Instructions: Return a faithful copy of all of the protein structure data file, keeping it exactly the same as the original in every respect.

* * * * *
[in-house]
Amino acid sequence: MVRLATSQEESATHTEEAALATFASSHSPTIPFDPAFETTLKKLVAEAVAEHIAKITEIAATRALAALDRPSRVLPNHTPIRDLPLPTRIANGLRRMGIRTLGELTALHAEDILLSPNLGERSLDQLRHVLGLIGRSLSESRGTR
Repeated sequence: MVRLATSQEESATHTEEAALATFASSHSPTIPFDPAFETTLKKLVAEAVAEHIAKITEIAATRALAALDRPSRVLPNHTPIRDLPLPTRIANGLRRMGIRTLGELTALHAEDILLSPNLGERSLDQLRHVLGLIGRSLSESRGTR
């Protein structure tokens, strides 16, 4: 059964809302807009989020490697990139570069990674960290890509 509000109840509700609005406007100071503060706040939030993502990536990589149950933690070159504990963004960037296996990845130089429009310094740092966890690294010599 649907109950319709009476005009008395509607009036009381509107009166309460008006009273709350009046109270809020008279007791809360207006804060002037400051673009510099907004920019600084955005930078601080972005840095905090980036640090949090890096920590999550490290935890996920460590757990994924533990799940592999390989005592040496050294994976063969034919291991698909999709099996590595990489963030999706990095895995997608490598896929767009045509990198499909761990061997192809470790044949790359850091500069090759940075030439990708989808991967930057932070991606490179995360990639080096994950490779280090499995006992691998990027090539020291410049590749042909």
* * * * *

[in-house]
Amino acid sequence: MVRLATSQEESATHTEEAALATFASSHSPTIPFDPAFETTLKKLVAEAVAEHIAKITEIAATRALAALDRPSRVLPNHTPIRDLPLPTRIANGLRRMGIRTLGELTALHAEDILLSPNLGERSLDQLRHVLGLIGRSLSESRGTR
Repeated sequence: MVRLATSQEESATHTEEAALATFASSHSPTIPFDPAFETTLKKLVAEAVAEHIAKITEIAATRALAALDRPSRVLPNHTPIRDLPLPTRIANGLRRMGIRTLGELTALHAEDILLSPNLGERSLDQLRHVLGLIGRSLSESRGTR
């Protein structure tokens, strides 16, 4: 059964809302807009989020490697990139570069990674960290890509 509000109840509700609005406007100071503060706040939030993502990536990589149950933690070159504990963004960037296996990845130089429009310094740092966890690294010599 649907109950319709009476005009008395509607009036009381509107009166309460008006009273709350009046109270809020008279007791809360207006804060002037400051673009510099907004920019600084955005930078601080972005840095905090980036640090949090890096920590999550490290935890996920460590757990994924533990799940592999390989005592040496050294994976063969034919291991698909999709099996590595990489963030999706990095895995997608490598896929767009045509990198499909761990061997192809470790044949790359850091500069090759940075030439990708989808991967930057932070991606490179995360990639080096994950490779280090499995006992691998990027090539020291410049590749042909």